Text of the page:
Unlike OTHER movie adaptations of classic novels (i.e., director Roland Joffe's cinematic bastardization of Nathaniel Hawthorne's "The Scarlet Letter"), Sinise doesn't try to do anything fancy or complex with Steinbeck's book. By the end of the movie there has been no extra character's added, no beefed up love scenes, or extended plotlines—instead Sinise shoots for purity, making sure that Horton Foote's screenplay sticks like glue to the original story. Sinise has filled the screen with wonderful images, be it the trains riding the rails or the sweaty men bailing hay out in the blistering heat. Equally impressive is composer Mark Isham's lush music score, a fitting companion to Sinise's direction.
Sinise's other wining plan was to assemble a cast that never overacts or deviates from the characters. I can't think of two actors that are more fitting for the roles of George and Lennie than Sinise and Malkovich, respectively. Both in size and stature, these two actors fit the parts and compliment each other well. Of Mice and Men hinges on each actor finding just the right tone for their characters. Malkovich's portrayal of Lennie is especially important; I suspect that it might have been easy to have gotten lost in a goofy characterization of the retarded Lennie, which would have made him too humorous and much less real. Both Malkovich and Sinse are able to pull it off with winning results. The supporting cast also works well, especially Ray Walston as the sympathetic Candy, an old geezer who is past his prime and knows it (after his old dog is mercilessly put out of its misery, Candy sadly states "I wish somebody's shoot me when I ain't no good, but they won't. They'll just can me"). Walston passed away in 2001, and after watching Of Mice and Men, I was reminded of how great an actor he really was.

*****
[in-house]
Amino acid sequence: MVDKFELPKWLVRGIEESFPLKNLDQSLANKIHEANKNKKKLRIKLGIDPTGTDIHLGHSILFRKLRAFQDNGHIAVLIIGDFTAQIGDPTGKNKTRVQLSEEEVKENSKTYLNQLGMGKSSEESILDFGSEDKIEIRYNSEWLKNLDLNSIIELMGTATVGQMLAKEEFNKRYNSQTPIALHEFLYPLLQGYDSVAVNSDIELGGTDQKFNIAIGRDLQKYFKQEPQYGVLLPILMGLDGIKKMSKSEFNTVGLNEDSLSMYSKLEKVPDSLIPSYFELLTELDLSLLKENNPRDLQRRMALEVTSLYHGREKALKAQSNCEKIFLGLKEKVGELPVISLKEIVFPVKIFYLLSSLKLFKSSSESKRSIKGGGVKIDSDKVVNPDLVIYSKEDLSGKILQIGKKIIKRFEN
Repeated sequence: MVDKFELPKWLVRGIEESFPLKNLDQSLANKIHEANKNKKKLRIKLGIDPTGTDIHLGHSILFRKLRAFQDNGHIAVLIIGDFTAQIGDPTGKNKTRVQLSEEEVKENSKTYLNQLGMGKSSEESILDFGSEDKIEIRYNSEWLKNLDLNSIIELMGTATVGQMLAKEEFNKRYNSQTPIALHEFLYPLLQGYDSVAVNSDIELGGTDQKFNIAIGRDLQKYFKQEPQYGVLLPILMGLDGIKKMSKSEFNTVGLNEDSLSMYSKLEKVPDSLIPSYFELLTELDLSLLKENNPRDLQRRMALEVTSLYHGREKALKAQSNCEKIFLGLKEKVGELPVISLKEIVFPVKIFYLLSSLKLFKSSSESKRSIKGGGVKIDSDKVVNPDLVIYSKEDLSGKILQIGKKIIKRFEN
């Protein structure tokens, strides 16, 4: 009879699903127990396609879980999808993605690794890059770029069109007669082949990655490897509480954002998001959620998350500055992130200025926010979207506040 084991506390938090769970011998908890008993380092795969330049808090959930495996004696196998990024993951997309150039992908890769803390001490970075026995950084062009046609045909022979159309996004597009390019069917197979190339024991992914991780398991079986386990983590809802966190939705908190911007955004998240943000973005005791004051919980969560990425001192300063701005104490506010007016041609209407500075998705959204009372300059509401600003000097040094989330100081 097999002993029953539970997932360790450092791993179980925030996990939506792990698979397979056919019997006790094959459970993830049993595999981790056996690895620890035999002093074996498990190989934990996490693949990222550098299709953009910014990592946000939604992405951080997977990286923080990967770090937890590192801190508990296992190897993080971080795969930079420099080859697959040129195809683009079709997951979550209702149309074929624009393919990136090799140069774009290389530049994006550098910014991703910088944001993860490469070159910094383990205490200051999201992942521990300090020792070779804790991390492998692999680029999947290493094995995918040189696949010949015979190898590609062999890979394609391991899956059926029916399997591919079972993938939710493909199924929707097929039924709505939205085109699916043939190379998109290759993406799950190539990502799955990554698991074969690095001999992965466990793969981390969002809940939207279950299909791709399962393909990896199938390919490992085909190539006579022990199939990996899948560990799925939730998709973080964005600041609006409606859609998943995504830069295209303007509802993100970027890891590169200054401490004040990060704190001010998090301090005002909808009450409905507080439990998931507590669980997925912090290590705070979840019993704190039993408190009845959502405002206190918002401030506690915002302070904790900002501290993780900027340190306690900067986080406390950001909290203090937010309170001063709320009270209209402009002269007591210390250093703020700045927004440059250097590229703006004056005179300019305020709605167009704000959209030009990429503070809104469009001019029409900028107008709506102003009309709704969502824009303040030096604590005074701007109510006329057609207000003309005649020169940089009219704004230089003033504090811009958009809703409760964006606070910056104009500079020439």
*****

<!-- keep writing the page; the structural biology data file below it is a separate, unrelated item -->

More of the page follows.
Of Mice and Men can be seen as a movie about a lot of things: the value of friendship, the power of the human spirit, and sometimes the nature of angry vengeance. George and Lennie are two men who have but one dream—to live off the land and have a place they can call their own. Maybe the story has been popular for so long because everyone sympathizes with the characters, or maybe because we all see a little bit of ourselves in that very same dream.
Of Mice and Men is presented in 1.85:1 anamorphic widescreen and looks well above average. While the picture sports some imperfections (the image tends to sometimes look a bit soft with some dirt and grain showing up), overall this is a very clean and clear transfer. Colors are generally bright with black levels looking solid and dark. Minimal edge enhancement was spotted, and digital artifacting was never present.
Audio is presented in Dolby Digital 2.0 Surround (in both English and French). This soundtrack doesn't boast a large array of directional qualities, though is free of any distortion or hiss. Since Of Mice and Men is mainly a dialogue driven film, this 2.0 soundtrack supports the film well. Also included on this disc is a Dolby 1.0 Mono track, as well as French and Spanish subtitles.
Frustratingly, the only extra feature MGM has decided to include on this disc is an anamorphic widescreen theatrical trailer.
The Rebuttal Witnesses
For such a wonderful movie, I have to admit that I was fairly disappointed with the lack of supplemental materials on this disc. It would have been nice if MGM had thrown on something more than a theatrical trailer, but I guess sometimes that's the way of the beast.
At around $15-20 you should be able to find Of Mice and Men at your local Best Buy or Circuit City. While the exclusion of extra features peeves me a bit, I still think this disc is worth the purchase. I've got a fond place in my heart for the novel, and I think that this adaptation of Steinbeck's classic is the best of its kind. Everything from the performances to the music works, with a story that is both moving and entertaining.
Of Mice and Men is free to go, but MGM is slapped with a fine for not adding on some welcome supplements.
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Scales of Justice
• Theatrical Trailer